Measuring Russell Martin; What Blue Jays Manager Gibbons Should Maybe Do with Knuckleball Pitcher R. A. Dickey

Martin and DickeyThe extent to which Russell Martin has managed to conquer the knuckleball as a Blue Jays/Dickey catcher in 2015 is not the main topic of eeliott29’s post for BlueBirdBanter (“Russell Martin, worth every last penny”), but neither is it marginal.

In 2015, Martin brought the tools that summoned him his lucrative contract and in turn saved the Jays 11.6 runs by season’s end….

[One of the big questions during spring training] was whether Martin would be able to catch R.A Dickey’s unpredictable knuckleball or [the Jays would] have to rely on Thole, Dickey’s personal catcher, once again. Martin was adamant he could get the job done, and for the most part, he did, despite suffering offensively.

Catching a completely unpredictable pitch cannot be easy. We found that out in August when Martin complained of thumb problems after taking countless pitches outside the “sweet spot” of his enlarged catcher’s mitt. It is theoretically possible that Martin’s sore thumb had a negative effect on his other framing abilities while catching other pitchers in the time after his injury. Thus, Martin should be admired for his ability to remain a top-10 league-wide framer catching a pitch no other top catcher had to receive while maintaining above-average framing abilities with his conventional pitching brethren.

Kyle Matte of Capital Jays offers a more severe judgment:

Defensively, while Martin handled the knuckleball admirably, he’s also become exhibit A as to why having your starter catch a knuckleballer is a rather poor idea. The altered defensive posture, the copious balls in the dirt, the pitches so far off-target that he had to throw his glove across the plate and catch without his body bracing his arm, and perhaps most importantly, all the pitches that found his fingers and palm instead of the glove’s webbing, really took their toll on the offensive elements of Russell Martin’s game.

In any case, we trust that Martin’s thumb will have fully recovered by the start of 2016 spring training.

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In the free advice department, Dan Grant over at SamePageTeam has loads for Blue Jays manager John Gibbons. Figuring lastly but not leastly in the list of sage counsel is a proposal about R.A. Dickey: bring him out later. This, Grant says, will enhance the knuckleballer’s batter-confounding abilities.

R.A. Dickey should get a shot at closing [if the starting rotation is otherwise strengthened]….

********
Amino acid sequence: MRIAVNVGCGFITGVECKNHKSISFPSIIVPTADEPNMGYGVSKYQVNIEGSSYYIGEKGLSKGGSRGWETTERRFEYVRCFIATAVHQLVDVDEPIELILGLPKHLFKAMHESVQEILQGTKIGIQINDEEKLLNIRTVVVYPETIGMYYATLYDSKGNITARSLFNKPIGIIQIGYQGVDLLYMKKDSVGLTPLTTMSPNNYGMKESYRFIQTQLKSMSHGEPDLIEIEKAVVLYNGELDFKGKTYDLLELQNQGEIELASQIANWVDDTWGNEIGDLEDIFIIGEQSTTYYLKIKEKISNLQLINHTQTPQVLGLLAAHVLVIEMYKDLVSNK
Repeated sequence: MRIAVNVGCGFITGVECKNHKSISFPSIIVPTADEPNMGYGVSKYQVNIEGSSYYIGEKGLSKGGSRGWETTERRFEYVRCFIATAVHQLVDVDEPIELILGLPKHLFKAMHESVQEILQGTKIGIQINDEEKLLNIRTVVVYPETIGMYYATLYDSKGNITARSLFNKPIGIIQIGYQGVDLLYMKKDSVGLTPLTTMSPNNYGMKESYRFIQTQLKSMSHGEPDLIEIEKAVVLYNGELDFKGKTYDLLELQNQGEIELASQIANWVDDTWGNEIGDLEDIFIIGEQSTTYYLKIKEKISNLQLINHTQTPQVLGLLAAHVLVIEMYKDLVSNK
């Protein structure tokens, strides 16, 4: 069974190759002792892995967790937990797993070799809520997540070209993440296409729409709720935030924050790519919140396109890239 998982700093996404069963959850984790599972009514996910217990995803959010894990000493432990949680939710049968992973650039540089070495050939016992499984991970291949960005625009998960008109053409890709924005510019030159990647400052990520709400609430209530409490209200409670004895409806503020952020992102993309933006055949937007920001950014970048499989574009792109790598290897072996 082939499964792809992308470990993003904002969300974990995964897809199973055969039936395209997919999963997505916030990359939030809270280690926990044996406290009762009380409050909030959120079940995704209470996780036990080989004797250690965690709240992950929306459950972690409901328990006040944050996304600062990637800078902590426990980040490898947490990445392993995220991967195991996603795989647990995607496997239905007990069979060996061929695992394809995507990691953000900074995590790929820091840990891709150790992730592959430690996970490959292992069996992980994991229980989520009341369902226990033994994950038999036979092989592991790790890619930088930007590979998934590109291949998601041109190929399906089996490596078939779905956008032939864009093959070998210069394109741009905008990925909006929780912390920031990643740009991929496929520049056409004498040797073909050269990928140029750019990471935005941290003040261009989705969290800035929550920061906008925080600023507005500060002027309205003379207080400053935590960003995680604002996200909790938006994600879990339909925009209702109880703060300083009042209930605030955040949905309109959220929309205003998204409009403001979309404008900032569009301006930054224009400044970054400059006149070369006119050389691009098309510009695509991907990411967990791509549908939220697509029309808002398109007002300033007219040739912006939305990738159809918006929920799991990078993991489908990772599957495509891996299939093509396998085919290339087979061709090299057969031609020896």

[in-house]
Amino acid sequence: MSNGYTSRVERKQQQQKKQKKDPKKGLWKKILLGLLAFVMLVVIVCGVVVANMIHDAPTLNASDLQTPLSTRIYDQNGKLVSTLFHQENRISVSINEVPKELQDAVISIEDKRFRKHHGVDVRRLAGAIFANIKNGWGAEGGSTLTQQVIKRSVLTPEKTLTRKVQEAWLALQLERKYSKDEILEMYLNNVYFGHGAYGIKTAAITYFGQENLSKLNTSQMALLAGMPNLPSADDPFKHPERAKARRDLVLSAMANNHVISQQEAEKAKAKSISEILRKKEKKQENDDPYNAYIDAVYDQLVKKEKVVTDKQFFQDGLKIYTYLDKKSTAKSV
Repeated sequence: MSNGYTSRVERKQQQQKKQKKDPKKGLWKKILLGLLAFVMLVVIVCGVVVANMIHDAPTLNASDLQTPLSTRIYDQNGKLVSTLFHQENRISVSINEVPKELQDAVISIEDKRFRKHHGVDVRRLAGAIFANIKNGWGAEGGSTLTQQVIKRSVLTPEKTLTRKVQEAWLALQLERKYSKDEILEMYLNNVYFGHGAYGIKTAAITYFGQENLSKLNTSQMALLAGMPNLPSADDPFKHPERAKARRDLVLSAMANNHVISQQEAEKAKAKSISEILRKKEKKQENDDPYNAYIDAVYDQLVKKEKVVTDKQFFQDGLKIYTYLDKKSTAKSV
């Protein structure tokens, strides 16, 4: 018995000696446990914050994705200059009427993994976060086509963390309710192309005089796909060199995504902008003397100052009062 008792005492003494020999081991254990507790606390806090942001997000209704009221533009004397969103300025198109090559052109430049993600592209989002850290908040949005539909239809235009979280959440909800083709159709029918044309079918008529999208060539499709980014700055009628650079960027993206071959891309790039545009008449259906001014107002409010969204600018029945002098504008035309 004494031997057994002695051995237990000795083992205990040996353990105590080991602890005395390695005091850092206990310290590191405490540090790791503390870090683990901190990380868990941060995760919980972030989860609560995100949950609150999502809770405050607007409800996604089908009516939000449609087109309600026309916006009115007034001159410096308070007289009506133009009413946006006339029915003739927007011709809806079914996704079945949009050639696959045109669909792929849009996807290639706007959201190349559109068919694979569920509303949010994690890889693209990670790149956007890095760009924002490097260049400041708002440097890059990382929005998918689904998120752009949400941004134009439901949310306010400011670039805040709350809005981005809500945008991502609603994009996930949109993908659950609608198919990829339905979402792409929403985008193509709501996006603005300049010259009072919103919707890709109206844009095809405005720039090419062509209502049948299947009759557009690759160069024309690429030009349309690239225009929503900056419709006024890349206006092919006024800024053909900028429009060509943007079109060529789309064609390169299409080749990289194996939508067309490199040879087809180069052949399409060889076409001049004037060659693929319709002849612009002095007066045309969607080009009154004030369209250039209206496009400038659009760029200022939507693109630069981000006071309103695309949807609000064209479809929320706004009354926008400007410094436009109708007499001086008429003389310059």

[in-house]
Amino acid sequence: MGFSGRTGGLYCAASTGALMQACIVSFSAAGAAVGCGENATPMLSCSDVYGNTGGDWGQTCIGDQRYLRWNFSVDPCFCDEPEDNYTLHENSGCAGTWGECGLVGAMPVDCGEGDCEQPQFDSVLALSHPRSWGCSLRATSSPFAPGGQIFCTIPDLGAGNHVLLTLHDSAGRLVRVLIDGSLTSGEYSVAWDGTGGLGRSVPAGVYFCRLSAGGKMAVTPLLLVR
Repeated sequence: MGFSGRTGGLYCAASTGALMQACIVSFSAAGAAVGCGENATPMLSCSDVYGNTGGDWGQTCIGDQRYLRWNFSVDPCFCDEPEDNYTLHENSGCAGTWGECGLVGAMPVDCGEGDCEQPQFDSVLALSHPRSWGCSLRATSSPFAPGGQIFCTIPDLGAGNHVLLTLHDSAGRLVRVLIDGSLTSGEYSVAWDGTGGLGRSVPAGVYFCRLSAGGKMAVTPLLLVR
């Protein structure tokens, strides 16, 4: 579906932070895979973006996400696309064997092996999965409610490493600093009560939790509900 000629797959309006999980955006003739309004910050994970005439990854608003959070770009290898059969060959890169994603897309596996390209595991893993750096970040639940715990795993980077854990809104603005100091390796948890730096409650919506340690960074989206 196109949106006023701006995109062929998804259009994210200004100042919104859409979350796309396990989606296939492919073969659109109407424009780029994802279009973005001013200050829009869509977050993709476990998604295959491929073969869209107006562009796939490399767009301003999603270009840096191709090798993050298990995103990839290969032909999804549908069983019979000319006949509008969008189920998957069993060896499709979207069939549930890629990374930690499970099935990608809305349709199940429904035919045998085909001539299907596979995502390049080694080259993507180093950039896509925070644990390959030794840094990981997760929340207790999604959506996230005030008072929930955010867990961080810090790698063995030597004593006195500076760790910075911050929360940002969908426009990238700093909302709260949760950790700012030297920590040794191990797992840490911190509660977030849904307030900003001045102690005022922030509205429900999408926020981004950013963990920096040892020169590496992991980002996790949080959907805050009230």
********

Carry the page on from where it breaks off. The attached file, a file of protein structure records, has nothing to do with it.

Detractors, yes, I know you’re going to point at how effective Dickey was in the second half of last season, and that even an average starting pitcher is much more valuable than most elite relievers. After his disastrous April and May, Dickey was fantastic in June, July and September, with a middling August thrown in, though even that month featured four quality starts. He ate up 214.1 innings for Toronto last season, innings they won’t be able to replace easily. However, if the three things I listed above happen, things will work themselves out! And there are certain advantages to using Dickey in a late-inning role:

The change of pace. Dickey’s knuckleball, when it’s on, messes with hitters when they have all night and day to prep for it. Bring him into a game after Osuna, Storen or Cecil and how in the world will hitters react? Not favourably, methinks. Dickey’s career numbers show that he’s more effective in the first than in any other inning, in terms of both strikeouts and opponents average. This would help him maintain effectiveness, as his K/9 rate cratered to just 5.4 last season, after being over 7 in his first two seasons in Toronto.

You can use him for multiple innings! The knuckleball isn’t as physically taxing as other pitches, so Dickey would be able to pitch more innings than your typical reliever.

We don’t particularly expect the advice to be followed, in part because Grant himself doesn’t expect it to be, even though he claims destiny is on his side.

Hoyt Wilhelm was the first reliever to be used a ‘closer’ and the first relief pitcher elected to the Hall of Fame. He was also the first guy to almost exclusively throw knuckleballs. He taught the trade to Charlie Hough, who then taught it to…R.A. Dickey.

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Wakefield of Red SoxFinally, courtesy of Florida Today, news of an honor for Tim Wakefield:

Retired knuckleball pitcher joined catcher Jason Varitek, his teammate for 15 years, into the Boston Red Sox Hall of Fame this week. Wakefield, a Brevard County resident and former Florida Tech star, won two World Series titles with Boston, spent 17 seasons in a Red Sox uniform—four more than any other Boston pitcher—and is the team’s all-time leader in starts (430) and innings pitched (3,006). He ranks second in Red Sox history in strikeouts (2,046) and third in wins (186). He will be inducted May 19.



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